In the world of marketing and public relations (a world in which I live in for more than 40 hours a week), vanilla is a dirty word that finds itself attached to any lackluster effort. Vanilla events, vanilla mailings, and vanilla publicity translate to boring.
Personally, I think vanilla gets a bad rap.
And that’s coming from a spicy-chili loving gal who believes that there is no such thing as too much garlic, and whose motto concerning dessert is “if it’s not chocolate, it’s not worth the calories.” However, I recently looked at vanilla from a different lens when my husband whipped up a batch of homemade vanilla ice cream. Considering it a calorie waste, I wasn’t going to even try the ice cream. After all, it’s not like I had never had vanilla ice cream before. But he spent time making it with the purest ingredients . . . so the least I could do was try a spoonful.
Countless spoonfuls and 2 bowls of vanilla ice cream later, I found myself online researching the flavor I once considered dull. From this research (and from my own little taste test) I learned that pure vanilla is the antithesis of bland.
Vanilla is a fruit. It comes from an orchid native to Central America. The celadon colored orchid is the only one out of more than 20,000 varieties of orchids that bears edible fruit.
Vanilla is expensive. It is the world’s most labor-intensive agricultural crop, which is why it is the second most expensive spice one can buy.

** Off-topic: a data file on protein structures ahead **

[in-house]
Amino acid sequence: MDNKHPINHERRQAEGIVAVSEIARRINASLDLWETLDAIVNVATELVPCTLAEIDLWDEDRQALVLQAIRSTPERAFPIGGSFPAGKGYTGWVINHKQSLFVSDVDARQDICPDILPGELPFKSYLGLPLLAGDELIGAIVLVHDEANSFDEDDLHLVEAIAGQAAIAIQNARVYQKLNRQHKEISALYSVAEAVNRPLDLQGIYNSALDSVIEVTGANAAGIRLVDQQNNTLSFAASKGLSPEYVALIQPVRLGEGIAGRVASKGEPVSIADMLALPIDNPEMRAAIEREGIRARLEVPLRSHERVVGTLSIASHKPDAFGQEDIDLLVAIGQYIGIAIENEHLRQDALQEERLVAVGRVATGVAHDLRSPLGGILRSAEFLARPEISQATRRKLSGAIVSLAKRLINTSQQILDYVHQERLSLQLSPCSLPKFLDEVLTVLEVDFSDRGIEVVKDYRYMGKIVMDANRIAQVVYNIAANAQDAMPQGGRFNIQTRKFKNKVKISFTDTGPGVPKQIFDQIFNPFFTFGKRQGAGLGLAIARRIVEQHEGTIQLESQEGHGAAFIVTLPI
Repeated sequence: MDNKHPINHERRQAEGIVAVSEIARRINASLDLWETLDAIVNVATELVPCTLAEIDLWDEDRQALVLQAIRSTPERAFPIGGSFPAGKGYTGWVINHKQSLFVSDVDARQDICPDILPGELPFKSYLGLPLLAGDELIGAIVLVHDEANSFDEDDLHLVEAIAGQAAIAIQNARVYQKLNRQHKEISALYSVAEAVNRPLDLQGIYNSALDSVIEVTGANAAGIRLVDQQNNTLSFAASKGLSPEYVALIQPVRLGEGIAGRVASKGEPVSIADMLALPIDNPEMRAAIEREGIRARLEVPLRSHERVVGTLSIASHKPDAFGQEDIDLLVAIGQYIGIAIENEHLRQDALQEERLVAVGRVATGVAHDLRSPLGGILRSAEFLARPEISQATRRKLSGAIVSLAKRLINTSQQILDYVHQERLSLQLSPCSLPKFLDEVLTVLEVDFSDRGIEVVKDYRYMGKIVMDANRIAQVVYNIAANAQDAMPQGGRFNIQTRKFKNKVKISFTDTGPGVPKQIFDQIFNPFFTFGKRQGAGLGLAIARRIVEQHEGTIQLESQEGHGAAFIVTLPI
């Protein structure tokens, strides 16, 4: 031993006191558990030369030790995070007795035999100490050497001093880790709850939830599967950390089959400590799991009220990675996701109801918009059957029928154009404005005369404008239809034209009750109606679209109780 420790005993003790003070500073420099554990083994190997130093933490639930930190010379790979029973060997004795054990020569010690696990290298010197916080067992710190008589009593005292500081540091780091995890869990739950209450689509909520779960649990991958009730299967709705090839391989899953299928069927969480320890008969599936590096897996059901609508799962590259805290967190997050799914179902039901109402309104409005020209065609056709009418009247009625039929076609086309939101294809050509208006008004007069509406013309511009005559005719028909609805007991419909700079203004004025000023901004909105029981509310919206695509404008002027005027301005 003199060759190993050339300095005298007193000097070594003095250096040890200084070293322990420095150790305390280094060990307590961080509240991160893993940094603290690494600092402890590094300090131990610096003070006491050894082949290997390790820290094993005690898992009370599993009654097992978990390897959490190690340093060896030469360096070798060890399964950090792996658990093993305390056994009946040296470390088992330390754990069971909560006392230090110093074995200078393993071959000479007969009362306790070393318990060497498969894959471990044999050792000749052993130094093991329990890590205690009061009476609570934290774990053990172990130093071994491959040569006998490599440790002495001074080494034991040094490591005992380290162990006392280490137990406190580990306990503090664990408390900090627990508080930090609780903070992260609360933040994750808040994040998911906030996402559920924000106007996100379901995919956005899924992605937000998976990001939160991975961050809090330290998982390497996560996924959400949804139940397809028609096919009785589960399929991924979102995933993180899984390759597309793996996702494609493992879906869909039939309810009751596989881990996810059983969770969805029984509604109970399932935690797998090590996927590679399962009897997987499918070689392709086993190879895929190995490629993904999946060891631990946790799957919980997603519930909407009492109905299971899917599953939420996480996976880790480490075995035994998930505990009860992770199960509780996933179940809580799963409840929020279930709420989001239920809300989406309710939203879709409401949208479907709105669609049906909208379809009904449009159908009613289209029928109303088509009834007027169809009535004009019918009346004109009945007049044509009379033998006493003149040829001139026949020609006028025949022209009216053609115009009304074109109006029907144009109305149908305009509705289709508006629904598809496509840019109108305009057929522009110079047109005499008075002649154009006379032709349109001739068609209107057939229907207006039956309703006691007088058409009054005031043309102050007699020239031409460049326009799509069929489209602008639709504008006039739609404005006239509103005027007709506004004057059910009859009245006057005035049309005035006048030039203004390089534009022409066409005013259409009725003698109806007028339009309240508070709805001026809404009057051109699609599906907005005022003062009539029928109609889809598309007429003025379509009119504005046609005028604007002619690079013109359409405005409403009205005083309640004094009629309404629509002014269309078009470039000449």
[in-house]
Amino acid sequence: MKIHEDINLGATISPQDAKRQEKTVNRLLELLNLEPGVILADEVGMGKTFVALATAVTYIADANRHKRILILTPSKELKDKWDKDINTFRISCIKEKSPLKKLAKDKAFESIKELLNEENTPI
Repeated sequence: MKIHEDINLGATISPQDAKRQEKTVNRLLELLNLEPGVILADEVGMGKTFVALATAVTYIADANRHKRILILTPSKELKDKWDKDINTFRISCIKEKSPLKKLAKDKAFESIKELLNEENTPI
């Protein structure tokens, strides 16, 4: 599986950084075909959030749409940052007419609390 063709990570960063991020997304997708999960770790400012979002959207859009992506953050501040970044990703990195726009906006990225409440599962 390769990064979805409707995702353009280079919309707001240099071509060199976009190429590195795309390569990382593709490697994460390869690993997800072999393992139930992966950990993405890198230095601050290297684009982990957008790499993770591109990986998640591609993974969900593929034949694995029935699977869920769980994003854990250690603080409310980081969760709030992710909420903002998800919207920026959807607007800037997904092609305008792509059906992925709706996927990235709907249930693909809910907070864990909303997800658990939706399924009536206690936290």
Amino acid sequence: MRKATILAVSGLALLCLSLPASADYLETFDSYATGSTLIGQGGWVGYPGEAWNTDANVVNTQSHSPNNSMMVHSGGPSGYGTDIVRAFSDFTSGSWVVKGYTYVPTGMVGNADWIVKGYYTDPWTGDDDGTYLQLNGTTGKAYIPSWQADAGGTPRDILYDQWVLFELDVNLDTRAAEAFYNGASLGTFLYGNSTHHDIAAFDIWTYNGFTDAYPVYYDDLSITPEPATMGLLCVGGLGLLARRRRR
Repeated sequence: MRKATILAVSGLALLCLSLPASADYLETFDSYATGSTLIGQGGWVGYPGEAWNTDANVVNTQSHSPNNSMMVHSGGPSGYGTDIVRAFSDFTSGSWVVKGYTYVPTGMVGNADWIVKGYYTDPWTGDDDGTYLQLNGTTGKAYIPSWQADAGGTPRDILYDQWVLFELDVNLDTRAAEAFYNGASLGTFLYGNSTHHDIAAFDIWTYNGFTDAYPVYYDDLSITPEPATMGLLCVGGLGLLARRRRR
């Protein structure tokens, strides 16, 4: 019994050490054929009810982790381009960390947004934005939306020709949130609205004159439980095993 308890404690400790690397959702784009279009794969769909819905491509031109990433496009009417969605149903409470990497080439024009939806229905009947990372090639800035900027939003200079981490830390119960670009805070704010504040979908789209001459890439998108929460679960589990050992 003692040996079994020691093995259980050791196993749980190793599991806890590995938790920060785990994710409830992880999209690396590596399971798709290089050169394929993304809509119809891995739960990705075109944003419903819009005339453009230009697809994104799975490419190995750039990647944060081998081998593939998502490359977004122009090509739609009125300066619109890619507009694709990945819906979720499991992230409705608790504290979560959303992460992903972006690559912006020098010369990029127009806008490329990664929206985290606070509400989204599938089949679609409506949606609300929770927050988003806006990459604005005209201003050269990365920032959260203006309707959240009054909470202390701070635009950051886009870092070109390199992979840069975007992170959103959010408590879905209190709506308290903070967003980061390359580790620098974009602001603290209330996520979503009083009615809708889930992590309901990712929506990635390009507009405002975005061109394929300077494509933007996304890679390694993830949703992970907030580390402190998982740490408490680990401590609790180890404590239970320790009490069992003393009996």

Vanilla was once considered a luxury item that was enjoyed only by royalty.
Vanilla, in its purest form, is rich and robust. The phony laboratory-created vanilla flavoring is what gives the real stuff a bad reputation.
Strangely, the more I pondered vanilla, the more I thought about Christmas. While Christmas, no matter how it is celebrated, resonates excitement, it is, like vanilla, often misunderstood and devalued based on misconceptions.
Christmas, in its purest form, birthed hope.
When we take away the glitz and tinsel, drop the shopping bags, and pack up the expectations of life imitating a Norman Rockwell painting, we’re left with a beautiful reality of the only thing that matters.
Christmas is about Jesus. His humble birth. His life of truth. His sacrifice.
Like vanilla, Christmas is expensive. By expensive, I am not referring to the amount of money we spend on presents, but to what it cost God. Just think, more than 2,000 years ago, the One who spoke our world into existence donned flesh and embraced humanity as a person. He lived among lowly humans, permitted Himself to be cared for by people and then lived as a servant until purchasing enough salvation to cover every single sinner who requests it. That’s more than expensive. That’s priceless.
Too often, Christmas is blended with synthetic sentiments that dilute the sweet lusciousness that embody all that the occasion is truly meant to be. Sometimes all of the wants and obligations clutter the true meaning of joy. So this year, instead of wishing your Christmas be merry and bright, I’m wishing it will be exquisite, fragrant, and flavorful.
And I hope that you’ll have yourself a Vanilla Little Christmas.